Tips for managing cancer patients in general practice, and when to refer (Proceedings)


Dogs and cats with cancer are typically presented by their owners either because of the physical presence of the mass if it is visible or palpable, or because of the effect of the cancer on the body and its functions.

Diagnostic approach to pets with cancer

Dogs and cats with cancer are typically presented by their owners either because of the physical presence of the mass if it is visible or palpable, or because of the effect of the cancer on the body and its functions. Neoplasia is defined as new growth. Cancer is the state of having a neoplasia in the body. Malignancy is generally reserved for those cancers that have some ability to metastasize, whereas benign cancers are strictly local lesions. A "tumor" is generally considered a solid neoplasia, as opposed to a hematogenous neoplasia such as leukemia. It is important to establish the owner's knowledge base and understand where they have gained that knowledge in order to best communicate with them about the approach to their pet's diagnostic work up.

When presented with a sick animal, if physical examination fails to reveal a mass, minimum database should include complete bloodwork, and radiographs and ultrasound should be offered. If a tumor is found, it should be needle aspirated if it is accessible. If the mass is in a body cavity, ultrasound guidance may be necessary. Needle aspirates of urinary tract masses should be avoided if at all possible, as seeding of carcinomas to the abdominal wall has been seen. An incisional biopsy should be performed if the information will change the treatment or change the owner's willingness to treat. Biopsies should be performed such that the biopsy tract can be removed with the tumor at the time of definitive treatment.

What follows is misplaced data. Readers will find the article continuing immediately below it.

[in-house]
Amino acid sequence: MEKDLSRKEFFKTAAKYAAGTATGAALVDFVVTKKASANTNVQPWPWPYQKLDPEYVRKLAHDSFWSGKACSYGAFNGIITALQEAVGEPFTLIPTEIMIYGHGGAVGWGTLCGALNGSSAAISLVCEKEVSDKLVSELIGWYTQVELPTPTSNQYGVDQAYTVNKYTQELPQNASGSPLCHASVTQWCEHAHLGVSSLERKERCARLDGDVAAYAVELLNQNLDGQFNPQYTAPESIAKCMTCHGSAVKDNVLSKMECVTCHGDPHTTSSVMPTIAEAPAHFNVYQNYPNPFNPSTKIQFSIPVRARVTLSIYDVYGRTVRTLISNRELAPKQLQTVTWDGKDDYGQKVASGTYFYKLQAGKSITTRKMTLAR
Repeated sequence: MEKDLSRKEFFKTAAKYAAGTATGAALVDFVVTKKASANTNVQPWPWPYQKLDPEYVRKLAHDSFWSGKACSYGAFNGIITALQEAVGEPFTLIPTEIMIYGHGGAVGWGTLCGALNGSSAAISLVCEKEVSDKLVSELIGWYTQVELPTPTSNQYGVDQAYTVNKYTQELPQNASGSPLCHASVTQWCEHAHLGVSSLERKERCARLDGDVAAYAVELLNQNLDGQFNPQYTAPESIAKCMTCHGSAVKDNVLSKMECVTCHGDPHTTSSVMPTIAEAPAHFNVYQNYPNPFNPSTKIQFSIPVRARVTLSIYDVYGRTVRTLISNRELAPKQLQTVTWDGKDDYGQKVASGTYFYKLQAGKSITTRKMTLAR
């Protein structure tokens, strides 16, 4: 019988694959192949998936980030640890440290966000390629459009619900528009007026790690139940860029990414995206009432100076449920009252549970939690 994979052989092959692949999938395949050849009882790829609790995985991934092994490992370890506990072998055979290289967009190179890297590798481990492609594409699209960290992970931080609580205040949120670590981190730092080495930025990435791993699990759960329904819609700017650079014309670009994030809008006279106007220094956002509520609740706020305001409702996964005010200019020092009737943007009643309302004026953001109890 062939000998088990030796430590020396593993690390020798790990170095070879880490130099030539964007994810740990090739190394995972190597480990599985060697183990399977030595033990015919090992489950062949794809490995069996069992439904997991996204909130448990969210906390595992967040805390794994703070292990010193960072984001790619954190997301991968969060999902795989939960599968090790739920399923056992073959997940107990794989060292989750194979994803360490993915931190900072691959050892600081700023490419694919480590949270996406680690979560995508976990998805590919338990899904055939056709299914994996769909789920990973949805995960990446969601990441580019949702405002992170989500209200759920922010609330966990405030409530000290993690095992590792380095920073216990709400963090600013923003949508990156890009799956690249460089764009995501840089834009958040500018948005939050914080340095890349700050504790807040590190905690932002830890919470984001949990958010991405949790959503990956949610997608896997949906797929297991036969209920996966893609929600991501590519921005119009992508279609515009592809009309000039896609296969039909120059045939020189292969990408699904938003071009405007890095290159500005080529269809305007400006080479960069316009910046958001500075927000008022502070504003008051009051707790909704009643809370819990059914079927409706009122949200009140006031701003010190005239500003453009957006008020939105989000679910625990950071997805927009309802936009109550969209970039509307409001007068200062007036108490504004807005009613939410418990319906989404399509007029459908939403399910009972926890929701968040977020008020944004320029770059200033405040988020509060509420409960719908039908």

A general practitioner may also be asked to "screen" a pet for cancer. The diagnostics listed above constitute a logical approach to such a pet, however it must be emphasized to the owner that there is no definitive test to say whether or not a pet has cancer. Screening tests such as cancer antigen levels commonly available in human medicine are not routinely available in veterinary medicine. There are however tests that may help screen a geriatric patient for specific cancer as in the case of the VBTA (veterinary bladder tumor antigen) test for bladder cancer or in serum tests such as calcium levels (can be elevated in lymphoma and anal sac adenocarcinoma) or alkaline phosphatase (can be elevated with osteosarcoma). It is important to understand the limitations of these tests in order to apply them to a given animal patient.